greenhouse construction

Expert How-to; Greenhouse Construction Project; Part 2

The Situation

greenhouse construction two oaks farmstead

Ridge and first rafter up!

In my previous post, I went through the steps that we took in our greenhouse construction, from stem wall to stud walls. Today, I will talk about the steps that we took in completing this project.

All in all, it only took us about a weekend to construct the building and then a few more days to install windows, caulk, paint, and add electric and water. It really was a very quick project…and then I was off and running!

Greenhouse Construction – After the walls are up

greenhouse construction
Greenhouse framework with rafters up.

I wanted to gain as much southern exposure as possible so we opted for a shallow pitch roof, longer on the south than on the north side of the greenhouse. We found the point at which we wanted our ridge beam to run across and set posts; one in each end wall and one in the center of the building. We built our ridge in place, as it needed to span 25 feet. When the ridge was fully in place and solid, we were on to rafters.

greenhouse construction, two oaks farmstead
Windows in, adding trim and caulking.

My husband is a wiz with angles and I hate them. (I’m more on the artistic side, I typically like to ‘eyeball’ it, but they tend to frown on that in construction.) Kris notched all of the rafters perfectly in order to fit properly between the ridge and the top plate of the weight-bearing walls. You can certainly also do this with special metal plates made for attaching rafters, but they cost extra and if you have a knowledgeable carpenter in the house, you don’t need them.

greenhouse construction, two oaks farmstead
Installing windows and trim

After all of the rafters were up and in place, we had a little bit more framing to do on the gable ends, so that our siding would have something to grab hold of. We got all of those up very quickly and we were ready for siding.We added battens across the seams of our siding…and caulked the heck out of everything!

Getting in the dry

The roofing material didn’t take long either. We added furring strips across the rafters for attaching the metal roofing. We already had some metal roofing for the north side, from all of my salvaging efforts. The only thing that we had to purchase was the clear roofing material, to let the light in, but that was so worth it. At this point of the process, only a few days in, we were in the dry and I was on to wiring the electrical while Kris got the water going.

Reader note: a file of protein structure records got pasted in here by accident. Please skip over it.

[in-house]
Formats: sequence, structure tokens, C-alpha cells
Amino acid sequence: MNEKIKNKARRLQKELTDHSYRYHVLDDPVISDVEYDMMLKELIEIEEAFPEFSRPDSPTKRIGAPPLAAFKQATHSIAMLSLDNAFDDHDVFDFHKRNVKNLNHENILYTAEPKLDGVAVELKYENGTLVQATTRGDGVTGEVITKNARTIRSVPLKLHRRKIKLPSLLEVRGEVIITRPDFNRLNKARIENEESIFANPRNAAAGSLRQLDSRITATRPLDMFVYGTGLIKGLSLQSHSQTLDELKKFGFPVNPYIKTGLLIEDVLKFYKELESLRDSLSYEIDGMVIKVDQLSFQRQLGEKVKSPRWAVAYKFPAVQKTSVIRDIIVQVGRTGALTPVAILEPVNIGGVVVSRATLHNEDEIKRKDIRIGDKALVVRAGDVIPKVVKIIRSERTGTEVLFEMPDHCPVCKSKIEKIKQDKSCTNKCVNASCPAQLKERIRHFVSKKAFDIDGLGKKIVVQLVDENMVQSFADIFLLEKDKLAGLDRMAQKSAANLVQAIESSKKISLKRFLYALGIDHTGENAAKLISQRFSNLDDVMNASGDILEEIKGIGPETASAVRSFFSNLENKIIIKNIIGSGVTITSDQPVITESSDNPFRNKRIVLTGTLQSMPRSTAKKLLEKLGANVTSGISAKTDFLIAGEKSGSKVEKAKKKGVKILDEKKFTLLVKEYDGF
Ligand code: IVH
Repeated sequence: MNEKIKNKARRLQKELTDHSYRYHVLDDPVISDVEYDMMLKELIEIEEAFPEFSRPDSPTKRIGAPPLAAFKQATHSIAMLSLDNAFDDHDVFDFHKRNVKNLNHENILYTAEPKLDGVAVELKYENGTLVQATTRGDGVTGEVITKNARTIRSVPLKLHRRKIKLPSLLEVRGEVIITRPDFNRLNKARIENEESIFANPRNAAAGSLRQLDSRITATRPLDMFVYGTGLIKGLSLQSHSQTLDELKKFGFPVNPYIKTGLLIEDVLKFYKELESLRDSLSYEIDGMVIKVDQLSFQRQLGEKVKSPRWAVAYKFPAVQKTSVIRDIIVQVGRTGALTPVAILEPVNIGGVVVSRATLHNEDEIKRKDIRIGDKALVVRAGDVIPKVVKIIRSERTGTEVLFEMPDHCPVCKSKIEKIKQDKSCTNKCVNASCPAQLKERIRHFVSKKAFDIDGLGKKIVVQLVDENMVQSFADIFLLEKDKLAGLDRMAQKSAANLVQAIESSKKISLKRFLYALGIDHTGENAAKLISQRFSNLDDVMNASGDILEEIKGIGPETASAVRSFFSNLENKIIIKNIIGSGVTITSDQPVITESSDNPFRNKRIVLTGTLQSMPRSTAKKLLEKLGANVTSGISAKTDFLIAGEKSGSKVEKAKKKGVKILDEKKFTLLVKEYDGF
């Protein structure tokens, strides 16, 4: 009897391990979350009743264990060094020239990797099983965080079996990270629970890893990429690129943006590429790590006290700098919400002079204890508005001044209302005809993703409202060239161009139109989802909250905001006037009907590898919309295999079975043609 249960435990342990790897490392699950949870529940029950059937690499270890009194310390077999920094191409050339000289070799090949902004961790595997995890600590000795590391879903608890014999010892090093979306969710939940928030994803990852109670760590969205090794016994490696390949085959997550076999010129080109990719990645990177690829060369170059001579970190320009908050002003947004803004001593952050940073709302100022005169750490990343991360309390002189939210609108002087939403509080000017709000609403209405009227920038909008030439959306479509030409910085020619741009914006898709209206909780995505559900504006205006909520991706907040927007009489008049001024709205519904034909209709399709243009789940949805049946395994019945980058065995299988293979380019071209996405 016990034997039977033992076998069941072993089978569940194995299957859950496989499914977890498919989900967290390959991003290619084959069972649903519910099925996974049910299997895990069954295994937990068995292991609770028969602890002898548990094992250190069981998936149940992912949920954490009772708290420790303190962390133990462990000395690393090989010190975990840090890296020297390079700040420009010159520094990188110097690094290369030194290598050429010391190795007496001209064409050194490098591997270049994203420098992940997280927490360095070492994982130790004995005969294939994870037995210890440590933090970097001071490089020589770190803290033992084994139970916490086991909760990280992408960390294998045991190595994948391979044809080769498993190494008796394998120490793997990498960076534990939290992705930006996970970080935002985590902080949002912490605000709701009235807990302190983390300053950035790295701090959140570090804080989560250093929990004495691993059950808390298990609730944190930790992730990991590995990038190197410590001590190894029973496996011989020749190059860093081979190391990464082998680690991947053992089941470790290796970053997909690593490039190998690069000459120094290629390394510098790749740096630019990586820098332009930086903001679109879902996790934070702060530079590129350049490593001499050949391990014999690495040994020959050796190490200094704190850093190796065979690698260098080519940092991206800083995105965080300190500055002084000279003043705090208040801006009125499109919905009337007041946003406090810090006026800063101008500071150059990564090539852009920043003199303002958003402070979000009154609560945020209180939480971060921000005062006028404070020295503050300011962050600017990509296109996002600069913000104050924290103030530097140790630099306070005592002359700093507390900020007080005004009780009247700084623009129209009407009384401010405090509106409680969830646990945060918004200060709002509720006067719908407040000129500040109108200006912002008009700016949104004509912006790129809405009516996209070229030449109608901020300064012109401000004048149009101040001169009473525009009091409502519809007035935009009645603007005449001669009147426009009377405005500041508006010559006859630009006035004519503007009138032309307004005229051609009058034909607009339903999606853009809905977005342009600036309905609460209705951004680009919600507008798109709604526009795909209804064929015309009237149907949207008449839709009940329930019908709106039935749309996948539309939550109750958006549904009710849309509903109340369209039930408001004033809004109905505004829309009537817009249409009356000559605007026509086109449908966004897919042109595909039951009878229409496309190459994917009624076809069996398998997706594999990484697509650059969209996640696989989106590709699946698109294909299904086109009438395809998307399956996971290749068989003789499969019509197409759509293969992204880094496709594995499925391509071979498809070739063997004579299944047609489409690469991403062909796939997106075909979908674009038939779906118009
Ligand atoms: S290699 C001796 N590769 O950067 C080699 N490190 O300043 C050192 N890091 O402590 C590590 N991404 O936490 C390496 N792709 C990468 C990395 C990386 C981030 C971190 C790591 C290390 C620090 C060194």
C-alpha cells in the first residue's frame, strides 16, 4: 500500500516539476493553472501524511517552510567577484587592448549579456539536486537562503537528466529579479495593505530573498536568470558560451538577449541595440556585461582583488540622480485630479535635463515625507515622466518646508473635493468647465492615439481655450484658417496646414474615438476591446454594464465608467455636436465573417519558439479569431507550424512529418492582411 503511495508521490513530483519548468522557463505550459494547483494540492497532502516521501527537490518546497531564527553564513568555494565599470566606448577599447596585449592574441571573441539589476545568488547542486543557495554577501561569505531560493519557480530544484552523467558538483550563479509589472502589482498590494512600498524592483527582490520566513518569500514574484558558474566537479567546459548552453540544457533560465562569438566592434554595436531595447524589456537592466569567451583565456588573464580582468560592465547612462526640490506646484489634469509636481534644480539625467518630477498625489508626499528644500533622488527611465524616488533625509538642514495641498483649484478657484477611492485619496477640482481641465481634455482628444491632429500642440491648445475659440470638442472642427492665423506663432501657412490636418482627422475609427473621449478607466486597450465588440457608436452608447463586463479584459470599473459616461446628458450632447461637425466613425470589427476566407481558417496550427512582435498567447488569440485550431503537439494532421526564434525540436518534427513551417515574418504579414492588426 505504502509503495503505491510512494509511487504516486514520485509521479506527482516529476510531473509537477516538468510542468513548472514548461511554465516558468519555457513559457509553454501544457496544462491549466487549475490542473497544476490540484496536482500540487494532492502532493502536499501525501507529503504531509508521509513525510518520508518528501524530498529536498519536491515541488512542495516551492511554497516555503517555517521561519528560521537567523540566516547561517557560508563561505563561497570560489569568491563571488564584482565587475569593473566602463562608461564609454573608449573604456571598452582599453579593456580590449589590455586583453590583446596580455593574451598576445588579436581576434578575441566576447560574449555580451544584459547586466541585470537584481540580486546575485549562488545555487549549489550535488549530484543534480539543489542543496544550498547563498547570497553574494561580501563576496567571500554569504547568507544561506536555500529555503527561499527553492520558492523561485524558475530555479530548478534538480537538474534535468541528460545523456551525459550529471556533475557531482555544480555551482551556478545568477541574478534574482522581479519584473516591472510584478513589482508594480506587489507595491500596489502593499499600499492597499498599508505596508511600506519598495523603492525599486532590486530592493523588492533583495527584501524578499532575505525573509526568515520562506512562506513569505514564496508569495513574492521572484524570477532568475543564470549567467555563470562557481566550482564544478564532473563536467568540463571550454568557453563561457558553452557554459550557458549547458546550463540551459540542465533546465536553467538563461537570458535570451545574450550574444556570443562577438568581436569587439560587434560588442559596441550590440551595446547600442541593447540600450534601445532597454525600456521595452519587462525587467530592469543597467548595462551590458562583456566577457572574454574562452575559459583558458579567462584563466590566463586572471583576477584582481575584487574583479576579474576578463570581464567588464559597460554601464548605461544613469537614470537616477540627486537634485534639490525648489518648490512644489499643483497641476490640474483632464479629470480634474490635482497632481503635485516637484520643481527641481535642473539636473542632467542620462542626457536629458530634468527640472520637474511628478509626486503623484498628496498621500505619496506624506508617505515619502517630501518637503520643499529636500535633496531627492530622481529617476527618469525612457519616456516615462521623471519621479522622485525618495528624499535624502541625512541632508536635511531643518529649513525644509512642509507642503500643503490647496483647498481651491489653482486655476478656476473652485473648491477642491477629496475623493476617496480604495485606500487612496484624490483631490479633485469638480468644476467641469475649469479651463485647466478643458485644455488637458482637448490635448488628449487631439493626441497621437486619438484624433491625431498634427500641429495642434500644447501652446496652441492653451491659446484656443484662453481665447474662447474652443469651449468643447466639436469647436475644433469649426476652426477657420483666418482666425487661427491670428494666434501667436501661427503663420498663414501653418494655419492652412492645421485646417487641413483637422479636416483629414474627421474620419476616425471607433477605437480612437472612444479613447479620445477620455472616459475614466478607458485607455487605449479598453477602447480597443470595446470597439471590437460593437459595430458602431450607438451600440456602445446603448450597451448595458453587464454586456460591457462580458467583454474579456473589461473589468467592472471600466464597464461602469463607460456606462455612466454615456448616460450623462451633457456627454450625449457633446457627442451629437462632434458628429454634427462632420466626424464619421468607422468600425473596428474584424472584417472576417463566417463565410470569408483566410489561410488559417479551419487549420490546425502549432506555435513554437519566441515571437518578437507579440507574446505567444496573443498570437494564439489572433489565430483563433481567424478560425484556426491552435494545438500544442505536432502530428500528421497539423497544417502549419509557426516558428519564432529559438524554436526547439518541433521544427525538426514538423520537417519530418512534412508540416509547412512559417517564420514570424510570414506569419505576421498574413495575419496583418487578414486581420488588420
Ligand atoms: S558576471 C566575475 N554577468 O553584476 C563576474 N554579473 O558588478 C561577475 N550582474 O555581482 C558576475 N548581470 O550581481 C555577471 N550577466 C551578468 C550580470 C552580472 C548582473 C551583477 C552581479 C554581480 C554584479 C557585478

He ran a line to a spigot on my east wall so that I can just hook up a hose to water all of my plants. I added overhead lights and quite a few plug-ins for plant lights. It was all very quick and easy. Honestly, the part that took the longest, was all the painting. (That’s always up to me, Kris really hates painting.)

greenhouse construction, two oaks farmstead
South wall interior with seedling shelves.
greenhouse construction, two oaks farmstead
Greenhouse interior

Interior details

The Interior added another week or so to the greenhouse construction time. He was at work most of the time so I was on my own for a lot of it. We used a few 4’x8′ structured greenhouse floor panels (more salvage) and they worked out great to create the spots for my interior beds as well as giving me a good walkway around the greenhouse.

The seedling shelves are just basic framework covered in rabbit wire, which allows light and water to get through. I created the interior beds by adding a wood frame to the outer edges of the greenhouse floor panels. I also built a potting table and put up a few shelves to help organize all of my gardening supplies.

greenhouse construction, two oaks farmstead
Interior bed as it was beginning to get filled.

My boys and I began filling the interior beds with layers of garden soil and straw. It took us about half of a day to do that part, but I was so ready to get my hands dirty and get some seeds in the ground!

We completed the entire project within about 3 weeks of working when we could, including; installing the front door, and installing and adding all of the final touches like fascia and all the various trims. Our greenhouse construction project was so worth the time and effort. I literally use it on a daily basis.

Since completing our greenhouse construction project, we have also built a raised bed garden right outside of it. It makes it look like a little cottage. I can’t wait for you guys to see it. That will be my next post. Thank you for letting me share.

greenhouse construction
Interior bed in process of layering

Until next time…




We also, as a homesteading family, have three additional blogs that might interest you.A Life on the Farm focuses on the more personal side of the homesteading life. We discuss subjects like family, parenting, relationships, homeschooling, cooking, canning and so much more.

Farm Raised Familyis basically a hub for everything under the Two Oaks Farmstead umbrella. You can learn a great deal about all parts of the farmstead there. TheFarm Raised Family blogfocuses on financial matters such as budgeting, saving, and more and on current events affecting families.

You can also have a more in depth look at all that we do by visiting ourTwo Oaks Farmstead YouTube Channeland be sure to subscribe so that you don’t miss a thing!

Farm Life and Freedomis the new podcast we are in the process of launching! It is going to be so much fun! You could also check in with our Farm Life and Family Youtube Channel.

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greenhouse construction

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